The next major milestone in Barack Obama's presidential campaign, following his Berlin moment in front of 200,000 ecstatic Germans during his global tour, will be his selection of a running mate.
The selection of a vice-presidential candidate is "the one last remaining wild card in any campaign for the presidency," Senator Obama's spokesman, Robert Gibbs, said outside Downing Street as the candidate wrapped up his 16,000-mile tour in London. "It will cause a pretty big ripple," Mr Gibbs predicted.
Expectations quickened last week that Mr Obama's rival, Senator John McCain, was preparing to announce his running mate in an attempt to upstage the Democratic contender's keynote speech in Berlin last Thursday. Mr Obama's speech, in which he urged a renewal of US ties with Europe as part of his agenda for change, was the centrepiece of the tour that took him to Afghanistan, Kuwait, Iraq, Israel, the Palestinian capital Ramallah, Germany, France and Britain. Foreign leaders of all political stripes fell over themselves to meet him in hopes of catching a little stardust from the charismatic American politician, who is often described as a new JFK.
But last week, instead of making the momentous announcement of a running mate, Mr McCain was out campaigning in the Mid-west, sniping at Mr Obama who on Saturday was forced to explain why he had dropped a planned visit to an American military hospital in Germany. A McCain advert aired over the weekend said: "he made time to go to the gym, but cancelled a visit with wounded troops".
The Illinois Senator responded that he had pulled out of the visit because the Pentagon had advised that it could be considered as political if he took along an adviser, retired Major-General Scott Gration.
The Democratic candidate also addressed concerns that his focus on foreign affairs might backfire at a time when American voters are struggling to meet mortgage repayments and facing unprecedented rises in the price of petrol and food.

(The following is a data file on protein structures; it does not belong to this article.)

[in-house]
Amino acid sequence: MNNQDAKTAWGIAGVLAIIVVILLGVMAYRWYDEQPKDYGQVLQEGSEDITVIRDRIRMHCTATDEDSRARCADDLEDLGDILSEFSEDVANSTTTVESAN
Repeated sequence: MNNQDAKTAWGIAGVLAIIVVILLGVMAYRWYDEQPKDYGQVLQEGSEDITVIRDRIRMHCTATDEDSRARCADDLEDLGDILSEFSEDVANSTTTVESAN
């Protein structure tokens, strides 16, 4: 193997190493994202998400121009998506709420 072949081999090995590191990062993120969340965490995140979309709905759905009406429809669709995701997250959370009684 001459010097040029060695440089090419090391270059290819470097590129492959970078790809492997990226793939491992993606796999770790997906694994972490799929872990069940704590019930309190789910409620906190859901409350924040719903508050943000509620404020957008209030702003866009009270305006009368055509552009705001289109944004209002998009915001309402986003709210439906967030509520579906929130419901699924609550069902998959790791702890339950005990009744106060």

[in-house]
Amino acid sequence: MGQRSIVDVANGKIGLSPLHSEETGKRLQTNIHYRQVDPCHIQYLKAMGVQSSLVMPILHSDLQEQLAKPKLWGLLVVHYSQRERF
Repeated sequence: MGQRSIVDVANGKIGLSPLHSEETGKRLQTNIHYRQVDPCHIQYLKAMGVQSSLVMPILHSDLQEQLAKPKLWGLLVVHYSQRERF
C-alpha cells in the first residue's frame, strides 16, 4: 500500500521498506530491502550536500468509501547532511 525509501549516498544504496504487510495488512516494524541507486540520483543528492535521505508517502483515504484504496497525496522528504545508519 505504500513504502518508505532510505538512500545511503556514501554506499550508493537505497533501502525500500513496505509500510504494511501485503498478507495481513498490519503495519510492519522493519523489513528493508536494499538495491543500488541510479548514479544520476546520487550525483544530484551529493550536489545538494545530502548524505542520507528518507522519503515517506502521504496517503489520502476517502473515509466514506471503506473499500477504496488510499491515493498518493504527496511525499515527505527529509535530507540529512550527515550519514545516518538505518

He acknowledged in comments to reporters after two hours of talks with Gordon Brown that there may be a dip in his popularity ratings as a result of his weeklong absence. "People are worried about gas prices. They're worried about home foreclosures," he said. But he also argued that foreign policy and domestic issues are intrinsically linked, with the conflicts in Afghanistan and Iraq a huge drain on US resources.
Mystery continues to surround the prospective running mates, although speculation has intensified as the field narrows. The Democratic search committee, led by Caroline Kennedy and Eric Holder, has floated the name of a Republican former agriculture secretary, Ann Veneman.
Unconfirmed reports that the former presidential candidate John Edwards had fathered a child with a filmmaker while his wife is battling cancer, could doom his prospects. Other names that could be in the frame are those of his fellow senators Chuck Hagel, who accompanied Mr Obama to Iraq, Joe Biden and Chris Dodd, and the retired Marine General James Jones. As well as two governors, Virginia's Tim Kaine and Kathleen Sebelius of Kansas.
On the Republican side, Mr McCain has been in talks with Mitt Romney, his former rival for the presidency, Minnesota's Governor Tim Pawlenty, with whom he has a strong friendship; and the former House Representative Rob Portman of the battleground state of Ohio. But, given that both presidential candidates are serving senators, it could be that they would look outside Congress for a running mate. Carly Fiorina, a former CEO of Hewlett-Packard, is being mentioned as a partner for Mr McCain.
Initial signs were that Mr Obama's week-long trip had done him no harm at home. Opinion polls on Saturday released by Gallup found that he now led Mr McCain nationwide by 48 per cent to 41 per cent.